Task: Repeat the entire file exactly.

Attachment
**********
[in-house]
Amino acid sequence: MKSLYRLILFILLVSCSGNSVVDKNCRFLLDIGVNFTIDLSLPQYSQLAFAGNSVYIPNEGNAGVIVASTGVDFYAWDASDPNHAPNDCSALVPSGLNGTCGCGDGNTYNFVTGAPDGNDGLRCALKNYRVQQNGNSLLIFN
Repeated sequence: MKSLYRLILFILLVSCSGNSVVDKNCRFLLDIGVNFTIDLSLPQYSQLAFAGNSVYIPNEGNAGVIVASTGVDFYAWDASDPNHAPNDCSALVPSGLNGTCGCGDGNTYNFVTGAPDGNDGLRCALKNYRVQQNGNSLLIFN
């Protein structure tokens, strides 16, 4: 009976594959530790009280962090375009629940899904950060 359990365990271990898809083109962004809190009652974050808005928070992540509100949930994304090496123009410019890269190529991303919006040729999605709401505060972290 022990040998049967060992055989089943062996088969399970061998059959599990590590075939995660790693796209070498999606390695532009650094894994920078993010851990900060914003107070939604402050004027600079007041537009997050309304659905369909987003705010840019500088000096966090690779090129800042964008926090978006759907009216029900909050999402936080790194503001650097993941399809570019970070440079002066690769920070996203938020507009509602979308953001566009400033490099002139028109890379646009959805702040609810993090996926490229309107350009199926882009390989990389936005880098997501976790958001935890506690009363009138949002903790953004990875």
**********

[in-house]
Amino acid sequence: MKSLYRLILFILLVSCSGNSVVDKNCRFLLDIGVNFTIDLSLPQYSQLAFAGNSVYIPNEGNAGVIVASTGVDFYAWDASDPNHAPNDCSALVPSGLNGTCGCGDGNTYNFVTGAPDGNDGLRCALKNYRVQQNGNSLLIFN
Repeated sequence: MKSLYRLILFILLVSCSGNSVVDKNCRFLLDIGVNFTIDLSLPQYSQLAFAGNSVYIPNEGNAGVIVASTGVDFYAWDASDPNHAPNDCSALVPSGLNGTCGCGDGNTYNFVTGAPDGNDGLRCALKNYRVQQNGNSLLIFN
């Protein structure tokens, strides 16, 4: 009976594959530790009280962090375009629940899904950060 359990365990271990898809083109962004809190009652974050808005928070992540509100949930994304090496123009410019890269190529991303919006040729999605709401505060972290 022990040998049967060992055989089943062996088969399970061998059959599990590590075939995660790693796209070498999606390695532009650094894994920078993010851990900060914003107070939604402050004027600079007041537009997050309304659905369909987003705010840019500088000096966090690779090129800042964008926090978006759907009216029900909050999402936080790194503001650097993941399809570019970070440079002066690769920070996203938020507009509602979308953001566009400033490099002139028109890379646009959805702040609810993090996926490229309107350009199926882009390989990389936005880098997501976790958001935890506690009363009138949002903790953004990875």